John Patterson settled on No. 3833 in 1829, and gave the name of Rural valley to that part of the Cowanshannock valley east of Laurel Grove, formerly called the Narrows, but now Greendale. He resided there until his removal to the portion of the Pickering & Co. tract, No. 11, which he purchased, as hereinafter mentioned, in 1836. The Rural Valley postoffice was established May 19, 1830, and he was its first postmaster, keeping the office at his residence.

Findley Patterson moved farther down the Cowanshannock in 1834-5. Ebenezer Smith, of Cross Creek township, Washington county, Pennsylvania, soon thereafter became the purchaser of a considerable body of these Findley lands, it having been represented to him that the erection of a gristmill and other improvements in their vicinity would induce those in quest of new homes to settle in this part of this beautiful valley. Thomas and Elizabeth Patterson, by Findley Patterson, their attorney-in-fact, conveyed to him 88 acres and 99 perches of No. 3658, March 30, 1835, for $1,070; and John Patterson conveyed to him 156 acres and 84 perches of tract No. 3833, May 23, the same year, for $1,500, making a total of 245 acres and 23 perches, which had been allotted to Thomas and Elizabeth Patterson in the above-mentioned partition. Smith settled thereon in 1837, and lived in the house on No. 3833 theretofore occupied by John Patterson. He purchased, February 25, 1843, 29 acres of " Williamburgh" from Samuel Elgin, for $125. He sold about eight acres of the latter to John Boyer, February 5, 1843, for $8, and 125 acres and 11 perches of No. 3833 to Samuel Elgin, February 19, 1848, for $800, for two days before which he had conveyed 246 acres and 19 perches to Robert McFarland for $5,045, and removed thence to McKeesport, Allegheny county. That farm is designated in Rogers’ Geology of Pennsylvania as the " Smith tract." ( Vide sketch of Elderton.)

John Findley had dedicated two acres of tract No. 3833, adjoining "Williamsburgh," prior to Smith’s purchase, for a site for a schoolhouse, common burying-ground and a meeting-house, or meeting-houses, and conveyed the same, November 27, 1836, to William McKean, Robert McIntosh, James Elgin and Findley Patterson, in trust for those purposes, giving an equal right to the Presbyterians of the General Assembly church, the Associate Reformed or the Associate church to build, if they so wished, their respective houses of worship thereon, granting to the congregation that should first do so full liberty to choose the site, provided that they should do so in such manner as would not render it impracticable for either of the other denominations to erect their church edifice thereon. His grant was qualified by the restriction that those two acres should not be sold for or dedicated to any other purposes than those above mentioned.10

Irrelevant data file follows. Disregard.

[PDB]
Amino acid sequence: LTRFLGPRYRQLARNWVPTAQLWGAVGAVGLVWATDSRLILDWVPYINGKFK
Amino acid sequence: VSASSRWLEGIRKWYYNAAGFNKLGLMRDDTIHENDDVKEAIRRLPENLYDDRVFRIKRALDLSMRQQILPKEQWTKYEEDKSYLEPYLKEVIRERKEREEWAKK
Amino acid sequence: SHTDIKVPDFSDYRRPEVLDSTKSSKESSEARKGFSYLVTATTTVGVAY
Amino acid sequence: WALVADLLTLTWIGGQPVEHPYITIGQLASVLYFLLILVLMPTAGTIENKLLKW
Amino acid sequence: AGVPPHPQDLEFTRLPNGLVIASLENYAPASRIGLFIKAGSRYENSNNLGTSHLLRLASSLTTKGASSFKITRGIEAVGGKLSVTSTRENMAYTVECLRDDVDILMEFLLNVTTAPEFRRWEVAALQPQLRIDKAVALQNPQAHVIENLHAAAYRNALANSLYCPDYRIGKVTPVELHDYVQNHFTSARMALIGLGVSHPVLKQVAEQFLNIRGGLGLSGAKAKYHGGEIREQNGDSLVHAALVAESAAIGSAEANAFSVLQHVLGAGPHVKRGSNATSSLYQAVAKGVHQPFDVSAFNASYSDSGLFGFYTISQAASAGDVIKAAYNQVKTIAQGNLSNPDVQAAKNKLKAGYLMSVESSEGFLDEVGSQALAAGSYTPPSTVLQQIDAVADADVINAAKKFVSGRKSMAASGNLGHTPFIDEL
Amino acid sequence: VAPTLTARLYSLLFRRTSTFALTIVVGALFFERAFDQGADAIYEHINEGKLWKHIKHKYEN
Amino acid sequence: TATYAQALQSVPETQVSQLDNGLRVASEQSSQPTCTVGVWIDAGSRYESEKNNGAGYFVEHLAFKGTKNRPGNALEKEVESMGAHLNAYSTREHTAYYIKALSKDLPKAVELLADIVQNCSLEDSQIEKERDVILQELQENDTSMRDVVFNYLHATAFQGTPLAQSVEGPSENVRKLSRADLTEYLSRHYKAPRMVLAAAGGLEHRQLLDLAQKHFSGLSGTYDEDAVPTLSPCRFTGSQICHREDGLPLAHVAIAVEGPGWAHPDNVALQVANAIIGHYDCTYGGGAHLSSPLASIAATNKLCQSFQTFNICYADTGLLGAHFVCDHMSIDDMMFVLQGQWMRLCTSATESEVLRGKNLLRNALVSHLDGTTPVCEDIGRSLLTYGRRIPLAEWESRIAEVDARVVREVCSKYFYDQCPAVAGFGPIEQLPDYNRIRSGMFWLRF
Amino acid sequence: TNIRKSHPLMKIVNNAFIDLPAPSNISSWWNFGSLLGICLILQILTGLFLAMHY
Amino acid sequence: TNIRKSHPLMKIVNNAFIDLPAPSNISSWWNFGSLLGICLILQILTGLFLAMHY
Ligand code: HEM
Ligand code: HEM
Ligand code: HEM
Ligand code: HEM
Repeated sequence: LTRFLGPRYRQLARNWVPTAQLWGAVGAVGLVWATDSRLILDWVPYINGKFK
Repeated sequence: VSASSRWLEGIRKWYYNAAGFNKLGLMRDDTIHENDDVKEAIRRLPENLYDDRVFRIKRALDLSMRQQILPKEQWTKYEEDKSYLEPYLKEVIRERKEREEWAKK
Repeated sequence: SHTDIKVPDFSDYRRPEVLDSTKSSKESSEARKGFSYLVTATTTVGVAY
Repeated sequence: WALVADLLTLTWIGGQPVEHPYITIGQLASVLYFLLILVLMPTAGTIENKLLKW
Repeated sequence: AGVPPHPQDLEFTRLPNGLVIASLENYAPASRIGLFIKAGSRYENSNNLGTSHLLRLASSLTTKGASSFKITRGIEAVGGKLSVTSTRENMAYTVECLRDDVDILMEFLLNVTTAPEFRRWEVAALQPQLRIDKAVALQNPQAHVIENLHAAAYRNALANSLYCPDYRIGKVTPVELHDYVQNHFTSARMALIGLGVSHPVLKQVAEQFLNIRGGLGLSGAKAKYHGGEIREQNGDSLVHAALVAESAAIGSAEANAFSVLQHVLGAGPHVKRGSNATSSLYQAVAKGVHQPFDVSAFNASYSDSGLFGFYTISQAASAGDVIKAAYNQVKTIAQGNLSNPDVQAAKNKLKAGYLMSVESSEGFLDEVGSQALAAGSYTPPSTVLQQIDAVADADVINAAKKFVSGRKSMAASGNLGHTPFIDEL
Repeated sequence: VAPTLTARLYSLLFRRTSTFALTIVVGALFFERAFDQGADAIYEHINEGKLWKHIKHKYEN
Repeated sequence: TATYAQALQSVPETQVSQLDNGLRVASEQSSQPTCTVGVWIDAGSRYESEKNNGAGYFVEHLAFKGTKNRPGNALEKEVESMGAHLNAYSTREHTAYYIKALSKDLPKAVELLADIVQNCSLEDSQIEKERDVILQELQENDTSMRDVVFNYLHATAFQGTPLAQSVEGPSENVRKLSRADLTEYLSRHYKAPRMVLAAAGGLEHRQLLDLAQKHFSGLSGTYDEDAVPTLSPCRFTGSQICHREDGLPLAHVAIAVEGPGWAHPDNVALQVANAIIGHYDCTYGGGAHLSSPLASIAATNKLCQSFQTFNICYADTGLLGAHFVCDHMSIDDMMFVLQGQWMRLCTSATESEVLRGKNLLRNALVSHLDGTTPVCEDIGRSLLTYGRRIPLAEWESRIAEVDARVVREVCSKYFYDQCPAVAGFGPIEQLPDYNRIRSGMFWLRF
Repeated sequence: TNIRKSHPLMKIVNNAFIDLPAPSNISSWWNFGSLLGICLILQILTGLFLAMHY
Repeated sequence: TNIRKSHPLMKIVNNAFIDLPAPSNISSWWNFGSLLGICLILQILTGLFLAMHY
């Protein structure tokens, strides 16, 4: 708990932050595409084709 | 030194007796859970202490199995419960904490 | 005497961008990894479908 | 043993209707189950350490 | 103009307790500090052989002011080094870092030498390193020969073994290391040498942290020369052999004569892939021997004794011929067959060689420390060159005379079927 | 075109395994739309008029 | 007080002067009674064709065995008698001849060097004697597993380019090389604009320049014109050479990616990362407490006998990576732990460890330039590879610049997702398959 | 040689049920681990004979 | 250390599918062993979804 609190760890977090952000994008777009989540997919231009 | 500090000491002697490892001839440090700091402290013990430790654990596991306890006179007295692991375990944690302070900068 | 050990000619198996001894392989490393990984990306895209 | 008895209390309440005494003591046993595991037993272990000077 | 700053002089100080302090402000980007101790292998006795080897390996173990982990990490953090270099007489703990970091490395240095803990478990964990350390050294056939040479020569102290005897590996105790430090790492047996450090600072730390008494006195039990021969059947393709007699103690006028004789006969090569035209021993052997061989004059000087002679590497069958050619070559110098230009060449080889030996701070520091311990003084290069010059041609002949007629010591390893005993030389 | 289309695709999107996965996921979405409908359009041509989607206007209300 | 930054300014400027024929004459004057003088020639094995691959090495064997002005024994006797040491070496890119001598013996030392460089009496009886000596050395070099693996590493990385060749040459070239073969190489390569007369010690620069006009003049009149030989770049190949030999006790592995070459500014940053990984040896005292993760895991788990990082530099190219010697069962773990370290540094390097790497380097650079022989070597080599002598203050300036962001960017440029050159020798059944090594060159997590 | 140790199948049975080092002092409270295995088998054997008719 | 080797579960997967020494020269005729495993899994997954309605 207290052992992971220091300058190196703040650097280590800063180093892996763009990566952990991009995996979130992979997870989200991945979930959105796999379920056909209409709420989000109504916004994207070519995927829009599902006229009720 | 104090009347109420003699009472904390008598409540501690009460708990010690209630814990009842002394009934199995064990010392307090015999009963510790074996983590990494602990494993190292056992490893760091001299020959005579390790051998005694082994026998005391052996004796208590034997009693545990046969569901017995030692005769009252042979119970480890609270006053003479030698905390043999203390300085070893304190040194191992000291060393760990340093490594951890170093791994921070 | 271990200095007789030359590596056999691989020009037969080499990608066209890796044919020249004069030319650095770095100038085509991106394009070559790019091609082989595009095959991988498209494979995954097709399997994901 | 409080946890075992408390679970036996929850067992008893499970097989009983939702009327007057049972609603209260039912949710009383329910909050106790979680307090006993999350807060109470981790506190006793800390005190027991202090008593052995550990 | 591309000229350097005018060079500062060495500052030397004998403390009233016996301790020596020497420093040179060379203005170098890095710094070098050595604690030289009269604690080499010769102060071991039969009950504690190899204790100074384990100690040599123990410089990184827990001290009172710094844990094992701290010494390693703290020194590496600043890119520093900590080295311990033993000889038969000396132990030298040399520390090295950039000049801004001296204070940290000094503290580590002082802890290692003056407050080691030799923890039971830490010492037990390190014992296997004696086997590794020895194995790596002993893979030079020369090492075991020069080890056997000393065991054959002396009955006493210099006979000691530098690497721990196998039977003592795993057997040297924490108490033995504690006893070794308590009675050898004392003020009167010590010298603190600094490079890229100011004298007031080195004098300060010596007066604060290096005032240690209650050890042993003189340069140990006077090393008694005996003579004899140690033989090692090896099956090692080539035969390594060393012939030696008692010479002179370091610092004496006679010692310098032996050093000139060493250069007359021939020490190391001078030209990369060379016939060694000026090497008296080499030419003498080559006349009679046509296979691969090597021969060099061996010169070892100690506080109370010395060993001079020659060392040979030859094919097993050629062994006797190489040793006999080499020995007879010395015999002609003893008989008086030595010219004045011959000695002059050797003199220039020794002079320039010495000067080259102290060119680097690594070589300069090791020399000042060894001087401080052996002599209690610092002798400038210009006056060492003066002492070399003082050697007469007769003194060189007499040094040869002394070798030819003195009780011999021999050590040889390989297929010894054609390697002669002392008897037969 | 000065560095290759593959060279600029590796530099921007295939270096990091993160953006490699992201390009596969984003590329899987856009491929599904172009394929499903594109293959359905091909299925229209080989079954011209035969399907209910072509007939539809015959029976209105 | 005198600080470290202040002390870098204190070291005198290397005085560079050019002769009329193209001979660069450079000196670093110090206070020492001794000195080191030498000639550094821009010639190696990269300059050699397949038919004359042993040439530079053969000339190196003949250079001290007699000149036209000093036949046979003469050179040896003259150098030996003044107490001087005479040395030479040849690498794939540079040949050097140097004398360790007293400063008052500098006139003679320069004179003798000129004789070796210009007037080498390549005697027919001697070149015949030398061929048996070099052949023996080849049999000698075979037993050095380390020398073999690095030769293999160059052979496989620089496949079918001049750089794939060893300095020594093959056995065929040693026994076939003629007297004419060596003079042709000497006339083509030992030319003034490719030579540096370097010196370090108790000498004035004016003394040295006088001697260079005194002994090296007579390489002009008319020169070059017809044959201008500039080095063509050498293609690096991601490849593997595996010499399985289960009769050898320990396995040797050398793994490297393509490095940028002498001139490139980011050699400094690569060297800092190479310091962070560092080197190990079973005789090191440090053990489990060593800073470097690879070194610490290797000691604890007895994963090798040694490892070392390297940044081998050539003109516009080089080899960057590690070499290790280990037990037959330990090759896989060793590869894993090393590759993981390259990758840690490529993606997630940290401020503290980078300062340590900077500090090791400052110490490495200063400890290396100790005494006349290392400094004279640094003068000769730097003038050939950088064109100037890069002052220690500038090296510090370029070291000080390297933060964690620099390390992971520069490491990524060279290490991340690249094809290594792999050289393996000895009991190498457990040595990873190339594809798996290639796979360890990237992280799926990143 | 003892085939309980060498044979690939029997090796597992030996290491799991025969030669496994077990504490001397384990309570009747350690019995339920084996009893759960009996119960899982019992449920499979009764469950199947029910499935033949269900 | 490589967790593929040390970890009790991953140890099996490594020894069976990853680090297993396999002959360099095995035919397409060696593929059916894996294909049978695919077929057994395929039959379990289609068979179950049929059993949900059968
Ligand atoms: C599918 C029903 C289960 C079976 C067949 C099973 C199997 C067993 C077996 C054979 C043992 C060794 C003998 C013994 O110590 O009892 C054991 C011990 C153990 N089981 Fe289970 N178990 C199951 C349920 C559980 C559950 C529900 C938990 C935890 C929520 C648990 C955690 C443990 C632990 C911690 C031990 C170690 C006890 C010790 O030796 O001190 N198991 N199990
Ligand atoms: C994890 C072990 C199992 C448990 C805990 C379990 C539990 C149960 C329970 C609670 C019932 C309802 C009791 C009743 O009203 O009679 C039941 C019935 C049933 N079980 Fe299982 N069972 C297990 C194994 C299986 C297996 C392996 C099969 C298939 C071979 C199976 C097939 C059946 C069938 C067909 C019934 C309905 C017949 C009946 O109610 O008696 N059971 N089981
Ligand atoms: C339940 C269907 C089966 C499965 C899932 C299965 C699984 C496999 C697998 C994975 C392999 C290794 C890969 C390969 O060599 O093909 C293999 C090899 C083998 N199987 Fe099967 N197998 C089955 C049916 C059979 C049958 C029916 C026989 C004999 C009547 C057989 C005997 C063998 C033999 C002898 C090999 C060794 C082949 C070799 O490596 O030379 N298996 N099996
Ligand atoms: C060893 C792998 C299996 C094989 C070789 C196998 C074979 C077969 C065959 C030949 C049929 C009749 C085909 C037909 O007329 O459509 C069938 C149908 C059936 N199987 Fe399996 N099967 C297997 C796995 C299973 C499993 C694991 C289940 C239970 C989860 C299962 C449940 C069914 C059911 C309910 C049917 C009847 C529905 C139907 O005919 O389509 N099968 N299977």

The Robert McClenechan tract, No. 515, drawn by lottery, 328 ¾ acres, the warrant for which was granted to McClenechan, of Chester county, Pennsylvania, May 19, 1785, and the patent August 17, 1787. He conveyed this entire tract, March 15, 1796, to William Findley. In the partition between the latter’s heirs it was allotted to his daughter Eleanor Caruthers, and it was first assessed to her husband, Richard E. Caruthers, in 1830, 100 acres and 116 perches of which they conveyed to William F. Caruthers, January 6, 1842, for $1.

The northern tributaries of the Cowanshannock in this part of the township are: Elgin’s run, traversing " Williamsburgh," so named by James Elgin, who first traced it from its mouth to its head: Hill’s run, traversing tract No. 3833 so called because it rises in and flows through at least a part of the Hill settlement north of that tact; Rose run, traversing tract No. 3658, so called because of the great quantities of wild roses that erst fringed its banks.

Source: Page(s) 286-309, History of Armstrong County, Pennsylvania by Robert Walker Smith, Esq. Chicago: Waterman, Watkins & Co., 1883.
Transcribed December 1999 by Pamela Clark for the Armstrong County Smith Project.
Contributed by Pamela Clark for use by the Armstrong County Genealogy Project (